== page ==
Freezer foods and freezer ingredients can get a bad rep if they are all frosty and freezer burnt, I get it. Today I am teaching you all about the best ways to prevent freezer burn!
Is freezer burnt food safe?
Yes, freezer burnt foods are safe (as per USDA), but the quality is sacrificed and parts or all of your freezer item have the dreaded dry spots.
What is freezer burn?
Freezer burn is when your food dries out due to dehydration and oxidation from exposure to air.
When food is frozen, all of the moisture moves to the surface of the food, and then if it is exposed to air, it undergoes sublimation (which is kind of like evaporation in the freezer world but is going from solid to gas).
If you like to geek out on science as much as me, you can get real deep into the science here.
When this happens, your food dehydrates, and then you get freezer burn.
Ways to prevent freezer burn
There are a few tricks and tools to prevent freezer burn. To prevent freezer burn, you are going to want to use as many of these tricks, methods and tools as possible to get the longest lasting quality from your freezer foods!
Freeze things as fast as possible
The colder your freezing environment is, the quicker your foods will freeze. When you freeze things quickly, you will have smaller ice crystals form and smaller crystals, mean less chance of significant freezer burn.
You want your freezer at -18F (0C) as a minimum.
This is by far the number one way to reduce freezer burn.
The gold standard is going to be vacuum sealing, but that is not always an option.
Unless your raw meat came in an air tight container, you will want to transfer it. For things like packages of chicken breasts, you will want to wrap each one individually, then store in a freezer bag.
For things like ground beef, you want to remove from the package and move to a zip bag. This is a bonus too, because you can then press down to make the bags flat and optimize your freezer storage space.
If you are storing foods in rigid containers, like jars (yes you can freeze in jars - here is how)
Completely cool foods (unwrapped and uncovered)
When you put freshly cooked foods into the freezer (like a soup), you are going to end up with huge ice crystals and instant freezer burn.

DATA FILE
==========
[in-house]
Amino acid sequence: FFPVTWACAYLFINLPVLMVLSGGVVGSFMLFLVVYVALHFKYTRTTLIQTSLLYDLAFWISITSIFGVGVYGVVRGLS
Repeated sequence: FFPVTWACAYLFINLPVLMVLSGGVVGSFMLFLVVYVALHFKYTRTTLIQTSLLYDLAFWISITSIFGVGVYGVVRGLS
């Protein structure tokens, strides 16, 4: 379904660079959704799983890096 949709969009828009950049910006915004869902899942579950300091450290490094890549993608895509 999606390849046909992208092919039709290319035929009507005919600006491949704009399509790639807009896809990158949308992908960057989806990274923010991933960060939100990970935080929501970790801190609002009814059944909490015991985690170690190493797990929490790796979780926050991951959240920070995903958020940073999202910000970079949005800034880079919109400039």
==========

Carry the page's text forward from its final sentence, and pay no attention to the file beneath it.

Always allow your foods to fully cool and better yet, be COLD when you put them into the freezer. I place my foods into the fridge before freezing.
Also, do not cool things like soup with a lid on. The condensation will accumulate on the surface of the food, and again, you will have freezer burn.
Use up your freezer stock!
The best way to prevent freezer burn is to use up your freezer stock and decrease the amount of time your food is frozen for.
Keep inventory so you know what you have on hand so you can use it up. We have a free printable set for chest freezers and stand up freezers to help you get organized!
Also, try reverse meal planning where you create a meal plan for the week based on what you have on hand in the freezer and your pantry, and then purchase only what you need to complete the meals!
To get started with meal planning from your freezer and pantry, check out this post which has our free printable guide to help you get organized and plan around what you already have!
Reduce package size as you use it up
This technically falls under the category of removing air but I think this gets missed as a good way to reduce freezer burn.
Picture a full zip top bag full of corn. As you use it cup by cup, you will end up with half a bag of corn and half a bag of air. This is why the last little bit of frozen fruit or frozen veggies as the most freezer burn.
You can cut the bags down an then add a bag clip to combat this. Or, you can transfer to a smaller bag/container as you use your ingredients up!
Minimize opening the freezer frequently and for long periods of time.
Foods stored in the doors of freezers are more prone to freezer burn because they are affected them most by the shift in air temperature.
Keep your freezer temperatures as consistent as you can and limit the freezer opening constantly, or for long periods of time.